As we move our lives more-and-more online, our divorces become more and more digital as well. This means that the property division process must deal with our digital assets too. For some, this could mean just splitting up the family Facebook and Instagram pages. For others, it could mean splitting digital cryptocurrency wallets and separating entire digital businesses.
Non-monetized social media
Often, families share social media websites, even if those social media websites are not monetized. This can make communicating family milestones and events much easier than individually contacting friends and family. It also makes sharing family photographs much easier and more equitable. However, when there is a Carlsbad, California, divorce, who keeps the family social media?
The answer is likely that the couple will share the photographs. The social media will be shut down or one spouse will take over and operate it as their singular, not family, account anymore. Alternatively, if the spouses can remain amicable, they can still maintain the family social media to keep friends and family abreast of their children’s milestones. This will need to be worked out by the couple themselves or decided by the judge, if they cannot make the decision themselves because this is a digital asset.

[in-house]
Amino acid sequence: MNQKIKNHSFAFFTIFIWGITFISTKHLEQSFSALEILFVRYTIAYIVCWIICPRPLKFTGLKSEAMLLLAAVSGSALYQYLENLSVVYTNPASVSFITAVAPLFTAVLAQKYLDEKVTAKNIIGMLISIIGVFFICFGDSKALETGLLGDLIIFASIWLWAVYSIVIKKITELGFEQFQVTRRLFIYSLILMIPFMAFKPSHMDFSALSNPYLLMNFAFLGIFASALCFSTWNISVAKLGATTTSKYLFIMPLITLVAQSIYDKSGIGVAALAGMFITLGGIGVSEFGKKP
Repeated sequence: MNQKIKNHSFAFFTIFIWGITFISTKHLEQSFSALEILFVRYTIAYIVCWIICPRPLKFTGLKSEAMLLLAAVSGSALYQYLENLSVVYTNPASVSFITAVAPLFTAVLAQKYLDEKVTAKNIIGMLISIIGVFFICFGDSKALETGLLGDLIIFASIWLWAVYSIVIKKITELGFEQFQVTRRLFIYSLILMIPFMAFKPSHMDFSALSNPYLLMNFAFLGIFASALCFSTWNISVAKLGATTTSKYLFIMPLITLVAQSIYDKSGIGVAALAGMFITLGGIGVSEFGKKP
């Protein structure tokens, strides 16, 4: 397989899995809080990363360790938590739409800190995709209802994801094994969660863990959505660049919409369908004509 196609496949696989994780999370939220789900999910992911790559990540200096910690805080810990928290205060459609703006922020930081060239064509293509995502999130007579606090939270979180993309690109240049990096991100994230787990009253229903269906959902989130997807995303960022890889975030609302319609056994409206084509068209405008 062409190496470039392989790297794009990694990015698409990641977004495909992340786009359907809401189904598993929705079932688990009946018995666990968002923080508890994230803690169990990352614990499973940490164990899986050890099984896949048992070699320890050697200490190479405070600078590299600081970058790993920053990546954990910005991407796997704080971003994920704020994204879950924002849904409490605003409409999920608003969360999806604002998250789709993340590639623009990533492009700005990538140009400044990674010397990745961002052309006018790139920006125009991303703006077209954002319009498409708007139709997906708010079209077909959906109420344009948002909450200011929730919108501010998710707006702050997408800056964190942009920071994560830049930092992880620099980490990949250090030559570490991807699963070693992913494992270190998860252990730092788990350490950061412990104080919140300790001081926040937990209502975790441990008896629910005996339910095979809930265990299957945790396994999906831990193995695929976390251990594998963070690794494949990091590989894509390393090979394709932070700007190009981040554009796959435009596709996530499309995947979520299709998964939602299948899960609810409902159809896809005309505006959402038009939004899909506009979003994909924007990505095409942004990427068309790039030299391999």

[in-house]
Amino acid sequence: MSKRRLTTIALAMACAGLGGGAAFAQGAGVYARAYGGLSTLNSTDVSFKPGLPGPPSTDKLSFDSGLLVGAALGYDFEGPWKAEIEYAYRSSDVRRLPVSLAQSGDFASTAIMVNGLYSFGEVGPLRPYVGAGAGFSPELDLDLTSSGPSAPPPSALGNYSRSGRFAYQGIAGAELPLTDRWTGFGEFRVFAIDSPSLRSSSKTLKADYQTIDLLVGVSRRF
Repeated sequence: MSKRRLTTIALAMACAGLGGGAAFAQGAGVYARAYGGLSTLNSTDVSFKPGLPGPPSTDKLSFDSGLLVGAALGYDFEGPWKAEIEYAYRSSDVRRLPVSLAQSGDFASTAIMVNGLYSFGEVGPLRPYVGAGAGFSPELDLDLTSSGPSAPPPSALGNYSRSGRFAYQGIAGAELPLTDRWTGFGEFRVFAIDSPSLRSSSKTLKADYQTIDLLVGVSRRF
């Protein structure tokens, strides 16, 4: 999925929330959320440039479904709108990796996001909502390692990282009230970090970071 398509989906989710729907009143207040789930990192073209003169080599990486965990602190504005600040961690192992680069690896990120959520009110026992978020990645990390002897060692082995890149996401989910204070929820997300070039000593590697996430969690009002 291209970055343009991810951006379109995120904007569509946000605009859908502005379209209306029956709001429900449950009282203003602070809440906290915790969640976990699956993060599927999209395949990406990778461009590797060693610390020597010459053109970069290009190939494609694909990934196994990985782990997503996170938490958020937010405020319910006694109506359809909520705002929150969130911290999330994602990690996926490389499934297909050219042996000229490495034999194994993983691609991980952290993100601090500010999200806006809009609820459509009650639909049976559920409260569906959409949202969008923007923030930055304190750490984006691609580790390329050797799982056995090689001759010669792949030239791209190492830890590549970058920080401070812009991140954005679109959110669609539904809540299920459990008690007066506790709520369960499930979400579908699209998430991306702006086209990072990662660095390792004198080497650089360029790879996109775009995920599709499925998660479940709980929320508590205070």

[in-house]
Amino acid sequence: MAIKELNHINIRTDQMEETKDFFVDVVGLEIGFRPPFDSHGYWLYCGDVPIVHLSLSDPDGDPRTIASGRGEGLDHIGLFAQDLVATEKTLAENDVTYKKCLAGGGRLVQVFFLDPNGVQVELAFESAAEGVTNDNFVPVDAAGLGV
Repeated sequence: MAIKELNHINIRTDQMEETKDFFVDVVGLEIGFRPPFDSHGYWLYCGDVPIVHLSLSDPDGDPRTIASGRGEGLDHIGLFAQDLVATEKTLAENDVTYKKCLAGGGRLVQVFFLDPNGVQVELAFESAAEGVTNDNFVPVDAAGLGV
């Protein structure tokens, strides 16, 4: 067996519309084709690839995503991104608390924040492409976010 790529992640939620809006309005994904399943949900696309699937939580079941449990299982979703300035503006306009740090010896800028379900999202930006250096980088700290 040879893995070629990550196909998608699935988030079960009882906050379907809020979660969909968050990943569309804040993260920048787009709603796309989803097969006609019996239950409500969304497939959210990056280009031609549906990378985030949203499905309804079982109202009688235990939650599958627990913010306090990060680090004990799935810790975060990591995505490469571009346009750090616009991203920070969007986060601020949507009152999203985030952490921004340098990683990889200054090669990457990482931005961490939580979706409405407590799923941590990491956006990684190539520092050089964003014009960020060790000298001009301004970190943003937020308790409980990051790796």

Just like hard assets, couples accumulate digital assets over the course of their marriage too. These include NFTs (non-fungible tokens), cryptocurrencies, digital real estate (Second Life, Metaverse, etc.), tokens, MMORPG items, etc. All of these intangible digital assets have real-world tangible value.
That value can vary wildly, even minute to minute. This is why a Carlsbad, California, expert is usually needed, if a couple has a large digital asset portfolio. This independent third party can help get a current value and help project future value of the portfolio.
Another common digital asset in the property division process is digital income. Of course, many people have businesses that have an online component, but many are transitioning to an influencer income model and generating money by selling themselves rather than items or services.
This can be complicated to split because these types of influencer businesses are difficult to apportion and classify as separate, marital or hybrid, especially if it is a family business. This too may require a local independent accountant or third-party auditor.